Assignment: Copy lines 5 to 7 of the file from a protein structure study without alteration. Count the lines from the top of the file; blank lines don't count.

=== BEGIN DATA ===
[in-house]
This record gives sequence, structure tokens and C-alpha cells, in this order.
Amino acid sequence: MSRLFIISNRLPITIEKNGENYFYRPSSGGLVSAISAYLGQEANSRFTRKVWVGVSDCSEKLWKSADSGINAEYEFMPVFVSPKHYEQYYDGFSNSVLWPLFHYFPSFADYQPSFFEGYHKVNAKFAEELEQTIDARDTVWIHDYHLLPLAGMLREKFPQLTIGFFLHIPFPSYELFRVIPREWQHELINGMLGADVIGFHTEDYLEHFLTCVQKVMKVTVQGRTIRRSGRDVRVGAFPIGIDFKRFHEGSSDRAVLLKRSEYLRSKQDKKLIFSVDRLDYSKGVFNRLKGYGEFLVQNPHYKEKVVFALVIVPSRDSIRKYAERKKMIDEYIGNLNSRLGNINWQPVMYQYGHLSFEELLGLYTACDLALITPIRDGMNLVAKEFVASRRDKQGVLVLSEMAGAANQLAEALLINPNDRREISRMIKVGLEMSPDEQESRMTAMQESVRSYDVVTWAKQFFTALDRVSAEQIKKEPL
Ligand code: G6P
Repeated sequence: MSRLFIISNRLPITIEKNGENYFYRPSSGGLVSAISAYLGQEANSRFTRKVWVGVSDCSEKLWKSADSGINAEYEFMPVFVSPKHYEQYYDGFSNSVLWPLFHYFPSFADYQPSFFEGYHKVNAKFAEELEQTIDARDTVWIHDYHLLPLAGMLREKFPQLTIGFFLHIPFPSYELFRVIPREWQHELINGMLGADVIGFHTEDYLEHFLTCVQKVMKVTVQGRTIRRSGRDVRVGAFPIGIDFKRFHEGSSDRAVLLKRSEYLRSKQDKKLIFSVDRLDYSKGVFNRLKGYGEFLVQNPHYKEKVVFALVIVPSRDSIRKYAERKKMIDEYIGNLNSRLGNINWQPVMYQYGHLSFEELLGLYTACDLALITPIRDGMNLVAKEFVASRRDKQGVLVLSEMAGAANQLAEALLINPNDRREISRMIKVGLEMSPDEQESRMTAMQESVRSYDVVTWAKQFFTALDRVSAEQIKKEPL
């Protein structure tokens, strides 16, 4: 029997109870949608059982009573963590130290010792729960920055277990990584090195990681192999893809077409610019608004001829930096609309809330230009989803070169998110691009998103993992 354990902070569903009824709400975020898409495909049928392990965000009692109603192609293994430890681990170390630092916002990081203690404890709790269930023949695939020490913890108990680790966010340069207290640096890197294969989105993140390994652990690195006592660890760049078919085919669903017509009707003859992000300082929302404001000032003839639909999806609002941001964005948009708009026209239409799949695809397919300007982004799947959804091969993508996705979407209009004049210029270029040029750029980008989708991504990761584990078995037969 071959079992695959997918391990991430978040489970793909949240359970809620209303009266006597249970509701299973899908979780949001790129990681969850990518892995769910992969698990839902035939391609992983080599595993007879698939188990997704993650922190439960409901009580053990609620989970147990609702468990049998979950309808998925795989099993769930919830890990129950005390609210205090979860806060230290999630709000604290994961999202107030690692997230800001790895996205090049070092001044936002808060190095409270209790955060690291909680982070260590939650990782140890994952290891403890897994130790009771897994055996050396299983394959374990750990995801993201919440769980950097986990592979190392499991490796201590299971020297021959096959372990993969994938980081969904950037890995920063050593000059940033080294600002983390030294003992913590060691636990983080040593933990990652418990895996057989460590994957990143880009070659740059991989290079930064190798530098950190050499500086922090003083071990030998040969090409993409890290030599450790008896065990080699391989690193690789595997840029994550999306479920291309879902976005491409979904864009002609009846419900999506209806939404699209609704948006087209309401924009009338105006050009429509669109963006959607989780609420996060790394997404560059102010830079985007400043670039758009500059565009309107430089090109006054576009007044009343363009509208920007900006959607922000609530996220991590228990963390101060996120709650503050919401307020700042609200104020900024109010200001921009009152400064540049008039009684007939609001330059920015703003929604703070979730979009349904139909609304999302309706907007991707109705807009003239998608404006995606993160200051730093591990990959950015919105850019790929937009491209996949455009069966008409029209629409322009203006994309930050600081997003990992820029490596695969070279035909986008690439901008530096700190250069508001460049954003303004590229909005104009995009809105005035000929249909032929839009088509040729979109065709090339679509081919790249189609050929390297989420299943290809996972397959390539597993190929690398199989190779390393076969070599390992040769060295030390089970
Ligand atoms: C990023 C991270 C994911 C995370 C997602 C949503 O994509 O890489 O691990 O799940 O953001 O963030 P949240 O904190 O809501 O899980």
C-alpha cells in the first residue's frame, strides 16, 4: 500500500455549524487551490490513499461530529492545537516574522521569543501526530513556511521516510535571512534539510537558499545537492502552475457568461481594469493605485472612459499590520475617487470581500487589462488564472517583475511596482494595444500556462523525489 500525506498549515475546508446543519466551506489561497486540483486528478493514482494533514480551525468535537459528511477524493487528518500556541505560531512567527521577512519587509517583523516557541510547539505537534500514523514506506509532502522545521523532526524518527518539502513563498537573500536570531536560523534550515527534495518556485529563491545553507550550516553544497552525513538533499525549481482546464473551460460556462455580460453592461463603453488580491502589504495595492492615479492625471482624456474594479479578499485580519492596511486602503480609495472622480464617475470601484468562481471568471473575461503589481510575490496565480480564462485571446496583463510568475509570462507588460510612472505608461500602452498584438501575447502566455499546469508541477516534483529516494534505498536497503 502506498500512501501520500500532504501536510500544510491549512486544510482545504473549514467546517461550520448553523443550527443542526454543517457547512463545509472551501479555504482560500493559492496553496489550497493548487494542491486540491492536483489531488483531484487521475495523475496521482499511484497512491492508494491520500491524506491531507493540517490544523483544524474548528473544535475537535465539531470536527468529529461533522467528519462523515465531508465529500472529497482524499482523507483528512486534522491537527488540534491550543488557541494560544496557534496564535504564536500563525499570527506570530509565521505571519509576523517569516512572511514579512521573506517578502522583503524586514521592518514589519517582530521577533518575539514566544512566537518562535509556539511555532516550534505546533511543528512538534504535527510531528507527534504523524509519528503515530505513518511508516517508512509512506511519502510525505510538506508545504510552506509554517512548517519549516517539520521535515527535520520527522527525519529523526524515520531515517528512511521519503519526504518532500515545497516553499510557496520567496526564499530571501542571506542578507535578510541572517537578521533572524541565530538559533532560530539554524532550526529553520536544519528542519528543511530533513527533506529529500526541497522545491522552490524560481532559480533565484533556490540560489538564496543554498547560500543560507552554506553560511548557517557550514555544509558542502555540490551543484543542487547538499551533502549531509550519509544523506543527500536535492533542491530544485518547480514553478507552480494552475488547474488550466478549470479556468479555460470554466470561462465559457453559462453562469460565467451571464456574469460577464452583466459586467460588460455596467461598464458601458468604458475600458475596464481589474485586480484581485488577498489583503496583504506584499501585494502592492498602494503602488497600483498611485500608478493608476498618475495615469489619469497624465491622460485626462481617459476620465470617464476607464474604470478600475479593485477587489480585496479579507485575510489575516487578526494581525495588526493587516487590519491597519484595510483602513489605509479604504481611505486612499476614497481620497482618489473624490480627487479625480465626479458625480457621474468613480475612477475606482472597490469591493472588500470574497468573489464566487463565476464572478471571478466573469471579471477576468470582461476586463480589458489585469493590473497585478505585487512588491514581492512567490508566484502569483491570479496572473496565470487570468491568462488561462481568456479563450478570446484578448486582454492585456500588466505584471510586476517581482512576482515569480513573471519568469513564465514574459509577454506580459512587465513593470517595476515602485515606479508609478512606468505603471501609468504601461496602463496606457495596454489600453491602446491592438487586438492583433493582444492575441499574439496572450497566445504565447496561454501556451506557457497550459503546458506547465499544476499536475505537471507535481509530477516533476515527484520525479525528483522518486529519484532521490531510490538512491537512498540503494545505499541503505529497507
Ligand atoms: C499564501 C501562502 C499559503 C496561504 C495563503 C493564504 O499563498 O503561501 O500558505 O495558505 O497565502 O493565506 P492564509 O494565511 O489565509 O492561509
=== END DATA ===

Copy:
Repeated sequence: MSRLFIISNRLPITIEKNGENYFYRPSSGGLVSAISAYLGQEANSRFTRKVWVGVSDCSEKLWKSADSGINAEYEFMPVFVSPKHYEQYYDGFSNSVLWPLFHYFPSFADYQPSFFEGYHKVNAKFAEELEQTIDARDTVWIHDYHLLPLAGMLREKFPQLTIGFFLHIPFPSYELFRVIPREWQHELINGMLGADVIGFHTEDYLEHFLTCVQKVMKVTVQGRTIRRSGRDVRVGAFPIGIDFKRFHEGSSDRAVLLKRSEYLRSKQDKKLIFSVDRLDYSKGVFNRLKGYGEFLVQNPHYKEKVVFALVIVPSRDSIRKYAERKKMIDEYIGNLNSRLGNINWQPVMYQYGHLSFEELLGLYTACDLALITPIRDGMNLVAKEFVASRRDKQGVLVLSEMAGAANQLAEALLINPNDRREISRMIKVGLEMSPDEQESRMTAMQESVRSYDVVTWAKQFFTALDRVSAEQIKKEPL
């Protein structure tokens, strides 16, 4: 029997109870949608059982009573963590130290010792729960920055277990990584090195990681192999893809077409610019608004001829930096609309809330230009989803070169998110691009998103993992 354990902070569903009824709400975020898409495909049928392990965000009692109603192609293994430890681990170390630092916002990081203690404890709790269930023949695939020490913890108990680790966010340069207290640096890197294969989105993140390994652990690195006592660890760049078919085919669903017509009707003859992000300082929302404001000032003839639909999806609002941001964005948009708009026209239409799949695809397919300007982004799947959804091969993508996705979407209009004049210029270029040029750029980008989708991504990761584990078995037969 071959079992695959997918391990991430978040489970793909949240359970809620209303009266006597249970509701299973899908979780949001790129990681969850990518892995769910992969698990839902035939391609992983080599595993007879698939188990997704993650922190439960409901009580053990609620989970147990609702468990049998979950309808998925795989099993769930919830890990129950005390609210205090979860806060230290999630709000604290994961999202107030690692997230800001790895996205090049070092001044936002808060190095409270209790955060690291909680982070260590939650990782140890994952290891403890897994130790009771897994055996050396299983394959374990750990995801993201919440769980950097986990592979190392499991490796201590299971020297021959096959372990993969994938980081969904950037890995920063050593000059940033080294600002983390030294003992913590060691636990983080040593933990990652418990895996057989460590994957990143880009070659740059991989290079930064190798530098950190050499500086922090003083071990030998040969090409993409890290030599450790008896065990080699391989690193690789595997840029994550999306479920291309879902976005491409979904864009002609009846419900999506209806939404699209609704948006087209309401924009009338105006050009429509669109963006959607989780609420996060790394997404560059102010830079985007400043670039758009500059565009309107430089090109006054576009007044009343363009509208920007900006959607922000609530996220991590228990963390101060996120709650503050919401307020700042609200104020900024109010200001921009009152400064540049008039009684007939609001330059920015703003929604703070979730979009349904139909609304999302309706907007991707109705807009003239998608404006995606993160200051730093591990990959950015919105850019790929937009491209996949455009069966008409029209629409322009203006994309930050600081997003990992820029490596695969070279035909986008690439901008530096700190250069508001460049954003303004590229909005104009995009809105005035000929249909032929839009088509040729979109065709090339679509081919790249189609050929390297989420299943290809996972397959390539597993190929690398199989190779390393076969070599390992040769060295030390089970
Ligand atoms: C990023 C991270 C994911 C995370 C997602 C949503 O994509 O890489 O691990 O799940 O953001 O963030 P949240 O904190 O809501 O899980």